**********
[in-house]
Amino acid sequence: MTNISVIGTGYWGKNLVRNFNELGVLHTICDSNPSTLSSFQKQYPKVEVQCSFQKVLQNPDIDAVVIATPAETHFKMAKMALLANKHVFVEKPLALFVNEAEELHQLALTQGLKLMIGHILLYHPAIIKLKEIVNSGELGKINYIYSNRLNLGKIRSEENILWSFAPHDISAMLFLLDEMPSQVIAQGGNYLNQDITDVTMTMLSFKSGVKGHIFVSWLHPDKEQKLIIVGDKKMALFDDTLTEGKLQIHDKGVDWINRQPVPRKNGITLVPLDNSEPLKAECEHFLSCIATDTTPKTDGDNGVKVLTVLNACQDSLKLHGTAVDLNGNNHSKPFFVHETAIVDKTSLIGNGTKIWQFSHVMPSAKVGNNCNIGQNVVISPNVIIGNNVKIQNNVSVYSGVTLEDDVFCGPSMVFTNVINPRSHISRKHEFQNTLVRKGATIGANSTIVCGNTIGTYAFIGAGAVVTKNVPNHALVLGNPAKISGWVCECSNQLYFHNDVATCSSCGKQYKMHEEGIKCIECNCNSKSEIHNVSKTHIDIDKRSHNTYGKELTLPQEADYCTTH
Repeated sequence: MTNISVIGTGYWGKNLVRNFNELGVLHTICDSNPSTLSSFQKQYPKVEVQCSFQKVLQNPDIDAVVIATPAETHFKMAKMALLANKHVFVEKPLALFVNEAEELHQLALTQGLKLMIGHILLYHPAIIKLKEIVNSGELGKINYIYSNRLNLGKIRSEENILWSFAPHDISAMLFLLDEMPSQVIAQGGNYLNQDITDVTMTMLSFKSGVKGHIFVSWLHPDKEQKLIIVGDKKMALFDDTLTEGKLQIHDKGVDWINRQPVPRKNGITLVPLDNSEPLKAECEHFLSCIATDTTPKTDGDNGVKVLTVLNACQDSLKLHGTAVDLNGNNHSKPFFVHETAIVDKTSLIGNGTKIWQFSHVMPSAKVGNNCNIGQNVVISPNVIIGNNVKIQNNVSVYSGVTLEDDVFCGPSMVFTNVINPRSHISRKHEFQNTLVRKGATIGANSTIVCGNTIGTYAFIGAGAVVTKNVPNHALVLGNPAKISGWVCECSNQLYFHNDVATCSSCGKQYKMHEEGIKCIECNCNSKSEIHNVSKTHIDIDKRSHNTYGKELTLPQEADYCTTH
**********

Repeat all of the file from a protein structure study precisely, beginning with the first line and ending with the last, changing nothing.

[in-house]
Amino acid sequence: MTNISVIGTGYWGKNLVRNFNELGVLHTICDSNPSTLSSFQKQYPKVEVQCSFQKVLQNPDIDAVVIATPAETHFKMAKMALLANKHVFVEKPLALFVNEAEELHQLALTQGLKLMIGHILLYHPAIIKLKEIVNSGELGKINYIYSNRLNLGKIRSEENILWSFAPHDISAMLFLLDEMPSQVIAQGGNYLNQDITDVTMTMLSFKSGVKGHIFVSWLHPDKEQKLIIVGDKKMALFDDTLTEGKLQIHDKGVDWINRQPVPRKNGITLVPLDNSEPLKAECEHFLSCIATDTTPKTDGDNGVKVLTVLNACQDSLKLHGTAVDLNGNNHSKPFFVHETAIVDKTSLIGNGTKIWQFSHVMPSAKVGNNCNIGQNVVISPNVIIGNNVKIQNNVSVYSGVTLEDDVFCGPSMVFTNVINPRSHISRKHEFQNTLVRKGATIGANSTIVCGNTIGTYAFIGAGAVVTKNVPNHALVLGNPAKISGWVCECSNQLYFHNDVATCSSCGKQYKMHEEGIKCIECNCNSKSEIHNVSKTHIDIDKRSHNTYGKELTLPQEADYCTTH
Repeated sequence: MTNISVIGTGYWGKNLVRNFNELGVLHTICDSNPSTLSSFQKQYPKVEVQCSFQKVLQNPDIDAVVIATPAETHFKMAKMALLANKHVFVEKPLALFVNEAEELHQLALTQGLKLMIGHILLYHPAIIKLKEIVNSGELGKINYIYSNRLNLGKIRSEENILWSFAPHDISAMLFLLDEMPSQVIAQGGNYLNQDITDVTMTMLSFKSGVKGHIFVSWLHPDKEQKLIIVGDKKMALFDDTLTEGKLQIHDKGVDWINRQPVPRKNGITLVPLDNSEPLKAECEHFLSCIATDTTPKTDGDNGVKVLTVLNACQDSLKLHGTAVDLNGNNHSKPFFVHETAIVDKTSLIGNGTKIWQFSHVMPSAKVGNNCNIGQNVVISPNVIIGNNVKIQNNVSVYSGVTLEDDVFCGPSMVFTNVINPRSHISRKHEFQNTLVRKGATIGANSTIVCGNTIGTYAFIGAGAVVTKNVPNHALVLGNPAKISGWVCECSNQLYFHNDVATCSSCGKQYKMHEEGIKCIECNCNSKSEIHNVSKTHIDIDKRSHNTYGKELTLPQEADYCTTH